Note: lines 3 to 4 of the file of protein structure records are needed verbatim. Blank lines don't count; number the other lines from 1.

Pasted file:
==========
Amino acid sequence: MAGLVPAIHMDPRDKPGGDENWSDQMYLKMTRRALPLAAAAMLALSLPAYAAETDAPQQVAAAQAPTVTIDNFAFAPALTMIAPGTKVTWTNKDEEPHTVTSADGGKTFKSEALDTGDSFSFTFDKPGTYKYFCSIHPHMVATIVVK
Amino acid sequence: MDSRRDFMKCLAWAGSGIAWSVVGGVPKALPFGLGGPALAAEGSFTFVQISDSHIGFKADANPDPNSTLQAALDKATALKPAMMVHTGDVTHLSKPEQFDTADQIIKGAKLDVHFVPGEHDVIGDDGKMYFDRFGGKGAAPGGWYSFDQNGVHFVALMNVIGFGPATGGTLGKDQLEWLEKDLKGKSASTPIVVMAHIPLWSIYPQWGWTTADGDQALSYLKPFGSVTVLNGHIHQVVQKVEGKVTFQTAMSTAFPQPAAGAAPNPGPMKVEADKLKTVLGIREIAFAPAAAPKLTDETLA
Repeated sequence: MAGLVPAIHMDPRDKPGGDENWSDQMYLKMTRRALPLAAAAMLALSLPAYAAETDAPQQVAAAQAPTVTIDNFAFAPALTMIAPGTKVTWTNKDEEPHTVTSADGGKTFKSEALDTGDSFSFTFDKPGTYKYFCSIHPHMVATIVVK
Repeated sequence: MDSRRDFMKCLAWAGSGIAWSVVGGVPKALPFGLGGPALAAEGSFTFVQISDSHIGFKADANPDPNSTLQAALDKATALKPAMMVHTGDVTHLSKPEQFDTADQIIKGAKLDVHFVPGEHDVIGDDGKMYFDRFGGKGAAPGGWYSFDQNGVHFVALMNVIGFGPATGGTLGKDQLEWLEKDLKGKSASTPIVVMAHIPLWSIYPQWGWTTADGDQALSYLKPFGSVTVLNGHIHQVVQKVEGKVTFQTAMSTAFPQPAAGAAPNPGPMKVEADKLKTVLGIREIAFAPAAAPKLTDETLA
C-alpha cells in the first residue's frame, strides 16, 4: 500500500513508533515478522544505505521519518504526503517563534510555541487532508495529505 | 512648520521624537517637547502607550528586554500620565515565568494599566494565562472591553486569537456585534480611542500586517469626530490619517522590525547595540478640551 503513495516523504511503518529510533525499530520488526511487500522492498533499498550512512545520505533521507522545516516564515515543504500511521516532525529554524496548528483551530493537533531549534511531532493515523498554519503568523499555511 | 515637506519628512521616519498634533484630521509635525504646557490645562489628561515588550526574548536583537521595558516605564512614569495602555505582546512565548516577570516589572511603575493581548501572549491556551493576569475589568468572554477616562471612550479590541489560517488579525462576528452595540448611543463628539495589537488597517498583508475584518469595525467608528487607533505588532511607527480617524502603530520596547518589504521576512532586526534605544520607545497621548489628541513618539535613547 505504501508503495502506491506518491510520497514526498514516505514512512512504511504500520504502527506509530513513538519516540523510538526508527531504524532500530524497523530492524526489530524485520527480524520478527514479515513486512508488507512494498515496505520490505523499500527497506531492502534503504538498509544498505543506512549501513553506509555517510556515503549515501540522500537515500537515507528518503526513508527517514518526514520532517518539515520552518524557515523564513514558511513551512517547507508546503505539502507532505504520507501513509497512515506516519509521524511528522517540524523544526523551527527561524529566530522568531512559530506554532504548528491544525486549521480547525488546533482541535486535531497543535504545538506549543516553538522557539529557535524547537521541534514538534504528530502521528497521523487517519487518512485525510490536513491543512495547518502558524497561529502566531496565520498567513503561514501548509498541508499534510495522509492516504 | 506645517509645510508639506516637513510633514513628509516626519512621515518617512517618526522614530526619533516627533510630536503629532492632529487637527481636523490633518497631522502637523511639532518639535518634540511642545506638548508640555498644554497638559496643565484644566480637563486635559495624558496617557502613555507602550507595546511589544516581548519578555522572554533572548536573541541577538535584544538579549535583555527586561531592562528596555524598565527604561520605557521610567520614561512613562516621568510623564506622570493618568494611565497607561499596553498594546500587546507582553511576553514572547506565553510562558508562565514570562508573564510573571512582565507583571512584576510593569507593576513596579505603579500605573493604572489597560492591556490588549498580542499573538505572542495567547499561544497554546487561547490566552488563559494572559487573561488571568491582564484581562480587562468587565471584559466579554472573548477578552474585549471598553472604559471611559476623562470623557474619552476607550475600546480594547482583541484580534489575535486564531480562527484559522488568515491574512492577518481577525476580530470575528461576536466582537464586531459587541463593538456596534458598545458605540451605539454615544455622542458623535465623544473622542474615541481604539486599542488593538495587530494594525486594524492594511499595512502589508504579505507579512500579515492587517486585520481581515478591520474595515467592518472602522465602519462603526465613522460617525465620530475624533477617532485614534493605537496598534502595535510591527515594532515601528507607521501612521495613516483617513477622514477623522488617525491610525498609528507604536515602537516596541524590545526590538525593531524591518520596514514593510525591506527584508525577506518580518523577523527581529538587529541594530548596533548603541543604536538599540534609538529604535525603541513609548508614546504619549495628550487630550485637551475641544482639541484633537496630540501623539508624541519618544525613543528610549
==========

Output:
Repeated sequence: MAGLVPAIHMDPRDKPGGDENWSDQMYLKMTRRALPLAAAAMLALSLPAYAAETDAPQQVAAAQAPTVTIDNFAFAPALTMIAPGTKVTWTNKDEEPHTVTSADGGKTFKSEALDTGDSFSFTFDKPGTYKYFCSIHPHMVATIVVK
Repeated sequence: MDSRRDFMKCLAWAGSGIAWSVVGGVPKALPFGLGGPALAAEGSFTFVQISDSHIGFKADANPDPNSTLQAALDKATALKPAMMVHTGDVTHLSKPEQFDTADQIIKGAKLDVHFVPGEHDVIGDDGKMYFDRFGGKGAAPGGWYSFDQNGVHFVALMNVIGFGPATGGTLGKDQLEWLEKDLKGKSASTPIVVMAHIPLWSIYPQWGWTTADGDQALSYLKPFGSVTVLNGHIHQVVQKVEGKVTFQTAMSTAFPQPAAGAAPNPGPMKVEADKLKTVLGIREIAFAPAAAPKLTDETLA